Brownie Points: Competing with Bouley

I walk by Bouley Market every morning of the workweek and I’m often tempted, but until just now I’d never gone in. I’ve been pretty happy with my pre-work Starbucks routine. Why mess with a perfectly fine, overly caffeinated, corporate mega-chain cup of morning joe? It took J.Lo to finally drive me in. She’s in town filming her latest, The Back-Up Plan, and her set blocked my usual side of the sidewalk. J.Lo’s trailer was parked across the street, watched over by buff security dudes and the paparazzi. Had J.Lo dashed in for a coffee and one of Bouley’s famous pastries? The possibility of a sighting was too much to resist.

Inside, scents of roasted coffee and fresh-baked breads and pastries knocked all thoughts of Bronx divas from my mind. An employee in a classic white baker’s coat came over and asked if he could help. I sheepishly ordered a latte and a croissant and stood aside, still sniffing. The adjacent dining room looked airy and inviting, with upholstered armchairs, white tablecloths, and potted trees. I wanted to stake out a table by the open french doors and sip my latte and wait for J.Lo. Not an option for a wage slave, though. I consoled myself with a departing impulse buy, a walnut brownie. The croissant was nirvana, a perfect balance of butter, flaky, ans crispy. The latte was smooth and rich and foamy. Less impressive was the brownie. Walnut overload. It had a nice deep cocoa flavor, but the texture was light and cakey and I like my brownies chewier and denser. Maybe it’s just a matter of personal taste. This recipe won’t beat Bouley for complexity or sophistication, but it’s got the texture I crave when I’m in brownie mode.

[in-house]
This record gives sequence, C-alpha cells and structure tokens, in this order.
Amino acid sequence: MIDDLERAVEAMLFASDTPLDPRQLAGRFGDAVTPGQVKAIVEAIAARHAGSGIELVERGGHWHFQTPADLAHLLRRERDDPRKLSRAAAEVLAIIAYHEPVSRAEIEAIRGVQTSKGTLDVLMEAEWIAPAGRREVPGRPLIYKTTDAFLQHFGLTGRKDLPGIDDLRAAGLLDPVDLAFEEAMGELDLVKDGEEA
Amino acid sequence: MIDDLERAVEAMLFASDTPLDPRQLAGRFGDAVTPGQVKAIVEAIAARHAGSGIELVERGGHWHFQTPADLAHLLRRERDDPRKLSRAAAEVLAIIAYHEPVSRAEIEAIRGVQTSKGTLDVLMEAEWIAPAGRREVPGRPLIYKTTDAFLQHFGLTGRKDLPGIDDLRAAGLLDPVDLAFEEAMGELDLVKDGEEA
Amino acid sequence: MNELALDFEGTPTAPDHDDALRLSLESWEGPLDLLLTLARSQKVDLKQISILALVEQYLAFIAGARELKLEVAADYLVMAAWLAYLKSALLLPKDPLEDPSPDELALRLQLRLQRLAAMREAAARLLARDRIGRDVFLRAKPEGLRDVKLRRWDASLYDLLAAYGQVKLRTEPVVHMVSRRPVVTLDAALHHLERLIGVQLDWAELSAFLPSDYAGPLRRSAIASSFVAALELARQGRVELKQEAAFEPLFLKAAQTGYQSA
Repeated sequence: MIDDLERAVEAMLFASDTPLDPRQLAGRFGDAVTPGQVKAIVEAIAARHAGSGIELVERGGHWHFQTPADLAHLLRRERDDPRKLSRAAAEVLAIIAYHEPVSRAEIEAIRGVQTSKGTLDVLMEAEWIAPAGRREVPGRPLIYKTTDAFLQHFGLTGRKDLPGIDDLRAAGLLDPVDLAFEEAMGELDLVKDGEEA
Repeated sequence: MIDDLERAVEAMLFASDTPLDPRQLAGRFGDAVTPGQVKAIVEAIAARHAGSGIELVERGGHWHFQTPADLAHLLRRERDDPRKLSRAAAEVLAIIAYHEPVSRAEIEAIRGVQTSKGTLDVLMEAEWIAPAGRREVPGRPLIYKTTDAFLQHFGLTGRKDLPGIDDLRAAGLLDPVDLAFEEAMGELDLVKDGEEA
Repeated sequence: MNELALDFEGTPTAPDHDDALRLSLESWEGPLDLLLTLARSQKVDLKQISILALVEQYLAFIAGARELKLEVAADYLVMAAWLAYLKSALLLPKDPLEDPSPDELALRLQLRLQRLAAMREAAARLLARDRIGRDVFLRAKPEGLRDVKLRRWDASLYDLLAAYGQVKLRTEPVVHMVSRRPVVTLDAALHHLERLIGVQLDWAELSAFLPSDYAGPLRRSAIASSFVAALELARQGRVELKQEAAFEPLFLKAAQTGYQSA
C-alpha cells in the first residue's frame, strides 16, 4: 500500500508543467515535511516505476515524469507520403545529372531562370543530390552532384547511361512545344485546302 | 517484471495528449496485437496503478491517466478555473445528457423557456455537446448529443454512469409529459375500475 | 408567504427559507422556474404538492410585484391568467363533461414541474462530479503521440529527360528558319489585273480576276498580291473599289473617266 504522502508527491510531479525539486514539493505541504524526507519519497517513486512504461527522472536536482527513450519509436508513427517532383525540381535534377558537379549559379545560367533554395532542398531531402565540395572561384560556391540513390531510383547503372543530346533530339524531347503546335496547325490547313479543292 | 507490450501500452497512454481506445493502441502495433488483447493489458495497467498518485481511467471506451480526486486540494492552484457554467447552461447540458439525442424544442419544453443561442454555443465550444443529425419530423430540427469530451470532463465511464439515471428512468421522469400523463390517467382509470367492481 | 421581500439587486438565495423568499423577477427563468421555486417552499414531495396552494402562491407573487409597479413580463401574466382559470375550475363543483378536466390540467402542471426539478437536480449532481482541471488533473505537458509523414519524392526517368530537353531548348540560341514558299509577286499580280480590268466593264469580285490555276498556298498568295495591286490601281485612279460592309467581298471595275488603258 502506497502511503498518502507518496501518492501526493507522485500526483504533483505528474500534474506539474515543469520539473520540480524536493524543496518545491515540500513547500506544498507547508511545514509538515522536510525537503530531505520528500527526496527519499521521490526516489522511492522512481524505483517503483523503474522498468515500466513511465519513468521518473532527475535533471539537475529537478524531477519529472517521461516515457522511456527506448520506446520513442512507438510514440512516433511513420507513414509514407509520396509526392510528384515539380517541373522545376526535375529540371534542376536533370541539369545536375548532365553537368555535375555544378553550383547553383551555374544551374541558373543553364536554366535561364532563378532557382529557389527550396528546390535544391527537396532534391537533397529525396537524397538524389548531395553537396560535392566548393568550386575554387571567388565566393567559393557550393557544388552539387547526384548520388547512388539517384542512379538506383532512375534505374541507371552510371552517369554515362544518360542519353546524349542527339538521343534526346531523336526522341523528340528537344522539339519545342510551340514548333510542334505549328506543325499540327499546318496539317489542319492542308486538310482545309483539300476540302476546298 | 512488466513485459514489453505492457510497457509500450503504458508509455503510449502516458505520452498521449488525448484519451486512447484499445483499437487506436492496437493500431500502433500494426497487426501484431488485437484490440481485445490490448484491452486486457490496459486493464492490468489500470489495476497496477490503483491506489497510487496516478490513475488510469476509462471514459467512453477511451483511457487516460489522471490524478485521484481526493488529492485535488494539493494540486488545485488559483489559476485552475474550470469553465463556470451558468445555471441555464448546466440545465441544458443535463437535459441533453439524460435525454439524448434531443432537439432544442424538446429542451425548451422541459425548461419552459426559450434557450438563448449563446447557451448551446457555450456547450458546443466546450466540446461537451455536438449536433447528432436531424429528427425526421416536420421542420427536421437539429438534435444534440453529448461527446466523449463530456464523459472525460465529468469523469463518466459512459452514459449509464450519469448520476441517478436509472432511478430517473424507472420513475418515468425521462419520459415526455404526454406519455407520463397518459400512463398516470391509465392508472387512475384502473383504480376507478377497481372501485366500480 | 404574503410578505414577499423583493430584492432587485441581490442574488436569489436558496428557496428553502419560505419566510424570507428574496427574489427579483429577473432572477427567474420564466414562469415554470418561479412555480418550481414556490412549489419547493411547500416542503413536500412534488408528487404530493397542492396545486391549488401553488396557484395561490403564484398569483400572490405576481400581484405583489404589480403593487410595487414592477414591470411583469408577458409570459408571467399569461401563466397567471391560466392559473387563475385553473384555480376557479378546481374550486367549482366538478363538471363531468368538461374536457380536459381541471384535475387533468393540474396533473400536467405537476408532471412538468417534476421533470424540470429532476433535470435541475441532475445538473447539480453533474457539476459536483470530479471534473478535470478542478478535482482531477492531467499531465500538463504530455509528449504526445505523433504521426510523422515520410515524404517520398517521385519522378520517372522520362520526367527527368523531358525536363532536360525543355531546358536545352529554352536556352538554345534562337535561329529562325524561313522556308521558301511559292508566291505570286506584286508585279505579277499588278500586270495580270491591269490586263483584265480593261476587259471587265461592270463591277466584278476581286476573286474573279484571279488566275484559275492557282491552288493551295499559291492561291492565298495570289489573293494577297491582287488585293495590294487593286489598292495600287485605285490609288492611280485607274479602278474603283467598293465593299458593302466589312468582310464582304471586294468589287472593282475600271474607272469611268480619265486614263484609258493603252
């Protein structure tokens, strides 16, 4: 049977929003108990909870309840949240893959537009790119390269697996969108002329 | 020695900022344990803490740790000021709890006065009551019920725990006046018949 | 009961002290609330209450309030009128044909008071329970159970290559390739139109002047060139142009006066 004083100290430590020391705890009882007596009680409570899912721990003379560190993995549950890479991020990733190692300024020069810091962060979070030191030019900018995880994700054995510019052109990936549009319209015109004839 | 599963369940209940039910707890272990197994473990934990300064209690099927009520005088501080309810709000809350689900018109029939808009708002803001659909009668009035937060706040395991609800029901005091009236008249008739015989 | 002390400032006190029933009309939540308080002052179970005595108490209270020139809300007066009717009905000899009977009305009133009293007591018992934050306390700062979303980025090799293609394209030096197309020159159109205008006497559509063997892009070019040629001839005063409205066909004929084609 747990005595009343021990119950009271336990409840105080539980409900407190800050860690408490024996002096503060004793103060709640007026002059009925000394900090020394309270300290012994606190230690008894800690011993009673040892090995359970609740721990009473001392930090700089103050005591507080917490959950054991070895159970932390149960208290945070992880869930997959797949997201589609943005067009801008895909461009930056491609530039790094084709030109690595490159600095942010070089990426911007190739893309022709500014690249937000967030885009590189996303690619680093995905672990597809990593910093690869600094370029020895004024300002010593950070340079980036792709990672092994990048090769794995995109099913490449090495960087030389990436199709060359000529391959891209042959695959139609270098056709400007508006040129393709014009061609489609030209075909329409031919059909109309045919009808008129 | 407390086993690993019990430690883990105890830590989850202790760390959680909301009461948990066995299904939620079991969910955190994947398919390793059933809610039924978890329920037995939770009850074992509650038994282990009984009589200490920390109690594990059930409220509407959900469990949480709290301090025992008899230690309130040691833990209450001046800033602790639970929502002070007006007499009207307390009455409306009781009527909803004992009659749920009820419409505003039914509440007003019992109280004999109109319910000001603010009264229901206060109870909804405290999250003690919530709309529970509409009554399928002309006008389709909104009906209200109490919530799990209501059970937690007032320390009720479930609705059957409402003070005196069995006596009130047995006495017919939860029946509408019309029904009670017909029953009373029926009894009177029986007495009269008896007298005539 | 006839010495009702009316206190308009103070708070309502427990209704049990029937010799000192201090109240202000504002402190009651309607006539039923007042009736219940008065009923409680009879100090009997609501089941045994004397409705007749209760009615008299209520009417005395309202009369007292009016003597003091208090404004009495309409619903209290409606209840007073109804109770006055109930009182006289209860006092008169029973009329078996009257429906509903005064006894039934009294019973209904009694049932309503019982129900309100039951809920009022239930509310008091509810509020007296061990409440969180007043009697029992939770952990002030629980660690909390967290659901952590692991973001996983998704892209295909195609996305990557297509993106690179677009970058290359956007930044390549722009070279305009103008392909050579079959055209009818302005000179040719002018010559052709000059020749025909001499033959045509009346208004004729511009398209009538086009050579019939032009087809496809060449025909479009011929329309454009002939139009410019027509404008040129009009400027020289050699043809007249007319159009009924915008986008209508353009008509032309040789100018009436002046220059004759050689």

Basic Brownies 1 cup, less 1/2 tsp flour 1 cup sugar 1 stick unsalted butter 4 tbl cocoa powder 2 eggs, beaten 1/2 tsp vanilla 1/4 tsp salt

Preheat oven to 325°. Sift together the flour, salt, and cocoa, and set aside. Cream together the sugar and butter until well-blended, then blend in the eggs and vanilla. Add the flour mixture into the butter and sugar mixture gradually until all is incorporated. Pour batter into a lined or greased 8×8 baking pan. Bake 17-23 minutes. Brownies are done when the sides come away from the pan and a toothpick inserted comes out with moist crumbs. Can be garnished with powdered sugar.

Inside David Bouley’s Test Kitchen

Last night, booze behemoth William Grant held a cocktail party at David Bouley’s test kitchen in Tribeca. The vaunted chef and owner of his eponymous Tribeca trifecta — Bouley, Bouley Market, and Bouley Upstairs — started this culinary laboratory as a way to bring chefs together to share trade secrets and techniques. Think of it as cooking school for the world’s best cooks. “We’ve had chefs from about 35 countries here so far. We don’t get involved in their prolific or esoteric style of cooking, but we want to understand from a cultural standpoint about an ingredient or technique, and apply that to what we do already,” said Bouley, who showed up towards the end to help his staff with dessert. After the jump, exclusive pictures of Bouley at work inside the test kitchen, and how the economy is affecting his food empire.